Can the pope save your life? You bet
Published March 11, 2013
The Catholic Church matters a lot – especially when it comes to our health care and well-being.
As we continue through Lent and as the cardinals gather together to choose the next pope, I can only be inspired by the historical significance of this event and how this also may be a transformational time for mankind.
As a physician, I feel I am living in a world of chaos and discontent. The reason I say this is because the world today is in turmoil. Across the world, there is war, terrorism, and often a complete disregard for the dignity of human life. There is financial abuse, and many of us seem incapable of talking to one another without using a machine – whether it be through texting, Skyping, or social media.
We are also a world hooked on medications for conditions such as anxiety and depression, and we are abusing drugs more than ever before to escape from our problems. For many people, cyber entertainment seems to be the only way they can create fantasies of achievement and power. But most of all, we have lost respect for one another, and the only thing many people hope for is the government will tell them what to do, without a sense of responsibility – only the desire to escape their present condition.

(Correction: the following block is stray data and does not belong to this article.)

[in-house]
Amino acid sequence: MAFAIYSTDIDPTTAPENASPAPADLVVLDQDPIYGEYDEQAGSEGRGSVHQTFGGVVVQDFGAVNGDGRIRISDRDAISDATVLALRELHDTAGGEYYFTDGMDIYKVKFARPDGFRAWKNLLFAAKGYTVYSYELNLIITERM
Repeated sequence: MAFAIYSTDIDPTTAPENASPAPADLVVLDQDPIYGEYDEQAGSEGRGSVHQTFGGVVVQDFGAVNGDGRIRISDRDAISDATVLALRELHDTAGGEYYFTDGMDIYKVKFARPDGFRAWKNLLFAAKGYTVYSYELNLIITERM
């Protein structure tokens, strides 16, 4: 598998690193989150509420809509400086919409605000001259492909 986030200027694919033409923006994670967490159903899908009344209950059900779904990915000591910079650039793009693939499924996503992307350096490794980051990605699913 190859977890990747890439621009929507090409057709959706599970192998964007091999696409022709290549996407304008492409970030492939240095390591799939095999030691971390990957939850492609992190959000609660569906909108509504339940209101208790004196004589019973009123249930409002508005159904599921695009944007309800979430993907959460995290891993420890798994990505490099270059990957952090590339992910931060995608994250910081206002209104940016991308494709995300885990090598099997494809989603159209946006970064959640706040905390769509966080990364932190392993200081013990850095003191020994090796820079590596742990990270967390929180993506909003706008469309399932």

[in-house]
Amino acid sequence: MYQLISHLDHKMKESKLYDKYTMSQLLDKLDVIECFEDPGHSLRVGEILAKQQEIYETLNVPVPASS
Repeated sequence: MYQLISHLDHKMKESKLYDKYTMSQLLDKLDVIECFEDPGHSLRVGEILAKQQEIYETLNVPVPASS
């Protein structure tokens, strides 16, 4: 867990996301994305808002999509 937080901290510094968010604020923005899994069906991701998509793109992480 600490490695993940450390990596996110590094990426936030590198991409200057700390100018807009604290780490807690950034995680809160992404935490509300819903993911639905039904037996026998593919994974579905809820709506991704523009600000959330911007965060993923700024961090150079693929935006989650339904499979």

And this is why I feel the Catholic Church is needed to help address these issues in our society, especially in the 21st century. When I look back at how the church has contributed positively to my lifetime, I tend to think about Catholic education and how I was trained in one of the best Catholic hospitals during my residency program.
There are 630 Catholic hospitals in the United States, and one in six patients is cared for by one of these facilities. Not only that, the church manages 36 percent of health care facilities around the world. When you look at specific health initiatives, the Catholic Church is the biggest private provider of AIDS care on the planet, giving antiretroviral medicines, home care visits and counseling to one in four of the world’s 33.3 million AIDS patients.
So does the Catholic Church matter? You bet it does.
When it comes to our own problems at home, the Catholic Church has been there to counsel, comfort and provide free mental health advice to people, in a time when mental health services have been eliminated in many hospitals; as well as help individuals to detach themselves from all the chemicals that we as a society are too quick to put in our bodies.
When I read articles on the positive effect of meditation, yoga and Tai Chi, I draw parallels to the benefits people receive from praying or listening to a good sermon. And that’s what the Catholic Church offers.
The world needs more of the Catholic Church – not less. This is why the election of a new pope is so important. Yes, transformation is needed, not because the church needs it – but because the world does.